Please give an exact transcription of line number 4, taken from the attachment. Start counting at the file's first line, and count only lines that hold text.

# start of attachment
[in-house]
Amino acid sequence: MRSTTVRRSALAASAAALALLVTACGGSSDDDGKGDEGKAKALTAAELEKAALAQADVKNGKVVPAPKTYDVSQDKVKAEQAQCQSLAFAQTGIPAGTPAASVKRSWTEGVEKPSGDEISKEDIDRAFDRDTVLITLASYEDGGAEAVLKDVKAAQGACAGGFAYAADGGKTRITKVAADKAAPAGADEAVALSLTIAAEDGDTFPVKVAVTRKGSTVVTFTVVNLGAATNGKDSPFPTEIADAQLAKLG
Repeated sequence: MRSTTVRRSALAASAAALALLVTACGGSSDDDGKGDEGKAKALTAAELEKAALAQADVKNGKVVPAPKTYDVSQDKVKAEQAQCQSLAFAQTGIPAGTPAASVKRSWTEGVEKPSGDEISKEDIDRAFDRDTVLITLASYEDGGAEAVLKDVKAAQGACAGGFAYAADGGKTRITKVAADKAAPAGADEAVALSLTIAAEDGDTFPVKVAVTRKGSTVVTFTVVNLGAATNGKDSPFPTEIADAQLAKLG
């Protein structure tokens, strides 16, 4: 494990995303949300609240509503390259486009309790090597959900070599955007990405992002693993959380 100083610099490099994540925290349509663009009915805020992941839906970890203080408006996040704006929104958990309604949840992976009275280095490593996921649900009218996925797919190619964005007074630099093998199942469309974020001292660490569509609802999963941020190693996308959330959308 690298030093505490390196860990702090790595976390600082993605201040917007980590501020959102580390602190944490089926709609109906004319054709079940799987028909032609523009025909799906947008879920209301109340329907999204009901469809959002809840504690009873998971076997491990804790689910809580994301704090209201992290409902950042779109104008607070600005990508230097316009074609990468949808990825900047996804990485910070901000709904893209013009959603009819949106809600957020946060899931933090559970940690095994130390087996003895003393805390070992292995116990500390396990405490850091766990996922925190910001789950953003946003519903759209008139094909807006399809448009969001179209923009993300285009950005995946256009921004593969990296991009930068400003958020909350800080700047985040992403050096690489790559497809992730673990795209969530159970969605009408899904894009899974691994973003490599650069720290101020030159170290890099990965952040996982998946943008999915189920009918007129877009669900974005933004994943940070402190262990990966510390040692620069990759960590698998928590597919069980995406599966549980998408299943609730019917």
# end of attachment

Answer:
């Protein structure tokens, strides 16, 4: 494990995303949300609240509503390259486009309790090597959900070599955007990405992002693993959380 100083610099490099994540925290349509663009009915805020992941839906970890203080408006996040704006929104958990309604949840992976009275280095490593996921649900009218996925797919190619964005007074630099093998199942469309974020001292660490569509609802999963941020190693996308959330959308 690298030093505490390196860990702090790595976390600082993605201040917007980590501020959102580390602190944490089926709609109906004319054709079940799987028909032609523009025909799906947008879920209301109340329907999204009901469809959002809840504690009873998971076997491990804790689910809580994301704090209201992290409902950042779109104008607070600005990508230097316009074609990468949808990825900047996804990485910070901000709904893209013009959603009819949106809600957020946060899931933090559970940690095994130390087996003895003393805390070992292995116990500390396990405490850091766990996922925190910001789950953003946003519903759209008139094909807006399809448009969001179209923009993300285009950005995946256009921004593969990296991009930068400003958020909350800080700047985040992403050096690489790559497809992730673990795209969530159970969605009408899904894009899974691994973003490599650069720290101020030159170290890099990965952040996982998946943008999915189920009918007129877009669900974005933004994943940070402190262990990966510390040692620069990759960590698998928590597919069980995406599966549980998408299943609730019917």